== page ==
Najin and Fatu are the last two Northern white rhinos on the planet.
They are both female and both incapable of carrying a pregnancy. The last male died in 2018.
It doesn't get more critical than this.
Conservationists here at the Ol Pejeta Conservancy in Kenya and their colleagues around the world are in a race against time to create a successful pregnancy using eggs harvested from Najin and Fatu and sperm collected from male northern white rhinos before they died.
18 eggs that were collected from Fatu, resulted in the creation of five new embryos in a lab in Cremona, Italy in May.
So far 29 northern white rhino embryos have been created explains Samuel Mutisya, is Head of Research and Species Conservation at Ol Pejeta Conservancy.
" Subsequent lab activities resulted in five new embryos being produced. This brought the total to 29 and it is such a major breakthrough because this has never happened since we started this project and it offers great hope for the recovery of the Northern white rhinos."
The embryos are stored in liquid nitrogen to be transferred into a surrogate mother — a southern white rhino — in the coming months or years.
The project is a collaboration involving a team of scientists and conservationists from the Leibniz Institute for Zoo and Wildlife Research (Leibniz-IZW), Ol Pejeta Conservancy, Safari Park Dvůr Králové, Kenya Wildlife Service (KWS) and Wildlife Research and Training Institute (WRTI) at Ol Pejeta Conservancy in Kenya, collectively known as the BioRescue team.
Potential surrogate mothers have been identified says Mutisya adding that Southern white rhino females have been selected for their similarity to Northern white rhinos.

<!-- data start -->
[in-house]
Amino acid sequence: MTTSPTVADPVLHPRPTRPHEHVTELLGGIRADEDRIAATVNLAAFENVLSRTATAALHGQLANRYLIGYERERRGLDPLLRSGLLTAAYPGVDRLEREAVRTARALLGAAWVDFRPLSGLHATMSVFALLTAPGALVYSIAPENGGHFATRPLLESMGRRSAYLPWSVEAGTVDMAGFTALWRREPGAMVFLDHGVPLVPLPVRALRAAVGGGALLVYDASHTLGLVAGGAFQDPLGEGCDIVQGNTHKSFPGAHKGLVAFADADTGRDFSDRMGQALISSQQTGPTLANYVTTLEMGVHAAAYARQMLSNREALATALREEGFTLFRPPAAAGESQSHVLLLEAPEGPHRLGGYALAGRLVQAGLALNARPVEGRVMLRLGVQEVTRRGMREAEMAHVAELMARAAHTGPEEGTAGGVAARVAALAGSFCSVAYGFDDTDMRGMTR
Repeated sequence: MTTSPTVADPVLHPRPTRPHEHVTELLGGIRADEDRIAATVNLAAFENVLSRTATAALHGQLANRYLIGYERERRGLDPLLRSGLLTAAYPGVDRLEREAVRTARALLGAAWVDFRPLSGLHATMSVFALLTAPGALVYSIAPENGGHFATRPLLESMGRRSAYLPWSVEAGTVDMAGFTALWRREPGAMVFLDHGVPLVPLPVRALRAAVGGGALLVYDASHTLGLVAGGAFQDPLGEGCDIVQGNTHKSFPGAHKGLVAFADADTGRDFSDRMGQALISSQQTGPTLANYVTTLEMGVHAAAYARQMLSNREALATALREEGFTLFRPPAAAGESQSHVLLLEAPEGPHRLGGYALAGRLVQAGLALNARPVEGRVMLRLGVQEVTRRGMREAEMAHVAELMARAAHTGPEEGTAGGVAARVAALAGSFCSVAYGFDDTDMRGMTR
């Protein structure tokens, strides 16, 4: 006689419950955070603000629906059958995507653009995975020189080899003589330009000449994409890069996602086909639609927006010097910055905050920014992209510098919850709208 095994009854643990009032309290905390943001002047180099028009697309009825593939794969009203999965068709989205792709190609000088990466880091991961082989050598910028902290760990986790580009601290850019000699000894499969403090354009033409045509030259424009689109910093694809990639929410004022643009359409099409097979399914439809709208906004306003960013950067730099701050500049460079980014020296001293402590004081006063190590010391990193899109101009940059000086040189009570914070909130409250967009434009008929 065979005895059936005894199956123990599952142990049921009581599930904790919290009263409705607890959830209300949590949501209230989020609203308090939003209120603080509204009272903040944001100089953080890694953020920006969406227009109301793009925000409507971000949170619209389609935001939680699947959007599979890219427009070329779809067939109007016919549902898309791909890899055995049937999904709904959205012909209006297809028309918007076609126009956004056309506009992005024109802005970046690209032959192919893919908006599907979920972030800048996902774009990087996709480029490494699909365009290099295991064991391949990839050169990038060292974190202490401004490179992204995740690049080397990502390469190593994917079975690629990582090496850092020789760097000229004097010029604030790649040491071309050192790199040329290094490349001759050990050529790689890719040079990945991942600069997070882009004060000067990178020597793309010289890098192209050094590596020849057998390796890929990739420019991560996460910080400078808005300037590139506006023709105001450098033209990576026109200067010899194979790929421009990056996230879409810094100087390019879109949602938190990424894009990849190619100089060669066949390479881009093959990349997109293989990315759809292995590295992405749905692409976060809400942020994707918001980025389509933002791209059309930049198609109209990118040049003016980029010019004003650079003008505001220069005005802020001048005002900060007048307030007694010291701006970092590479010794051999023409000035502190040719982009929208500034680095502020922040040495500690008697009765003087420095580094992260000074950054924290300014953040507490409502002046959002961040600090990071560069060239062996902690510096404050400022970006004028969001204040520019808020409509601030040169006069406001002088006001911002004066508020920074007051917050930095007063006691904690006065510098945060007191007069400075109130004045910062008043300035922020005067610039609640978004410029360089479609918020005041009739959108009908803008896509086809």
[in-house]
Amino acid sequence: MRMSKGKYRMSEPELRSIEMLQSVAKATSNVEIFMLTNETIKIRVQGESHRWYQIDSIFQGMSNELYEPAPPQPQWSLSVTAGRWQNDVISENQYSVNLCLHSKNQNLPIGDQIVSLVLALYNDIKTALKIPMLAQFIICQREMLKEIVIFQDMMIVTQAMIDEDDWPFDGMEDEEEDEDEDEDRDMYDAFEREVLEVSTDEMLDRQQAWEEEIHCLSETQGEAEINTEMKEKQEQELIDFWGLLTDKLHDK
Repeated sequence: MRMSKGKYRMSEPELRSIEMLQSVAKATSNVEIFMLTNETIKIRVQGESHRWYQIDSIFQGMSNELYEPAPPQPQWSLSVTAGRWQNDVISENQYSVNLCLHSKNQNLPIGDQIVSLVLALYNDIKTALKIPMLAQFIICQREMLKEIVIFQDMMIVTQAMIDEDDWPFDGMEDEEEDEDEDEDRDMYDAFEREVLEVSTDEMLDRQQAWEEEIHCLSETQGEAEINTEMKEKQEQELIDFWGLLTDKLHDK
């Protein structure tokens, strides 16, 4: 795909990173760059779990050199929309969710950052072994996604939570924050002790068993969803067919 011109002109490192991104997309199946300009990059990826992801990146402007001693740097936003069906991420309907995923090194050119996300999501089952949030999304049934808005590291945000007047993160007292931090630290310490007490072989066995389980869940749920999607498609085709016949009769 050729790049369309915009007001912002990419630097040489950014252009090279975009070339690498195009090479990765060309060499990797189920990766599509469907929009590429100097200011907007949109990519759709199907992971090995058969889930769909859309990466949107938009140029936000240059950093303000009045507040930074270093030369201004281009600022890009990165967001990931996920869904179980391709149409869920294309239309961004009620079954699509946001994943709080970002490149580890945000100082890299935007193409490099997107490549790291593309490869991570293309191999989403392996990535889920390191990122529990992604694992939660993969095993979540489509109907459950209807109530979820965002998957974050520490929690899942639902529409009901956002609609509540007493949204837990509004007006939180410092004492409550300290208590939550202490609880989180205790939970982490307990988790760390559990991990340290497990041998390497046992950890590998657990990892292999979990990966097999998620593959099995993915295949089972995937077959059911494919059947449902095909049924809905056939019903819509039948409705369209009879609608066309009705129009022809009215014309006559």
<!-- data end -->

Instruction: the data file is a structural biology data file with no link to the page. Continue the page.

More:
" The selection for ideal surrogates is critical for the process of the Northern white rhino recovery. We currently have a sufficient pool of females of the Southern white rhino descent that have been prepared and made available for this programme. It is important that their selection is done properly because you need an animal that has demonstrated capacity, it is reproductively sound. We choose the Southern white rhino because they have the same gestation period as the Northern white and therefore can carry pregnancy to full term. It is also easy when you are dealing with a member of a species whose behavior and tendencies and everything is the same as that of the Northern white rhino."
The Biorescue team will next perform embryo transfers with Southern white rhino embryos to check that their methods will result in a viable pregnancy, before applying the same approach to Northern white rhino embryos.
Jacob Anampio, a rhino keeper at Ol Pejeta Conservancy says he is honoured to care for these precious creatures.
"I always find great joy in looking after the Northern White Rhinos, as they symbolize our hope for the continued existence of this magnificent species in the future."
Decades of poaching have taken a heavy toll on rhino species.
The animals are killed for their horns, which have long been used as carving material and prized in traditional Chinese medicine for their supposed healing properties.
The last male northern white rhino was a 45-year-old named Sudan, who gained fame in 2017 when he was listed as “The Most Eligible Bachelor in the World” on the Tinder dating app as part of a fundraising effort. Sudan, named for the country where he was born in the wild, was euthanized in 2018 because of age-related ills.
"The loss of the Northern White Rhino from the face of the earth is a huge loss because you lose genes whose value cannot be currently quantified. You are also creating a trend that other species can disappear without care. Which pains us as reckless," says Mutisya.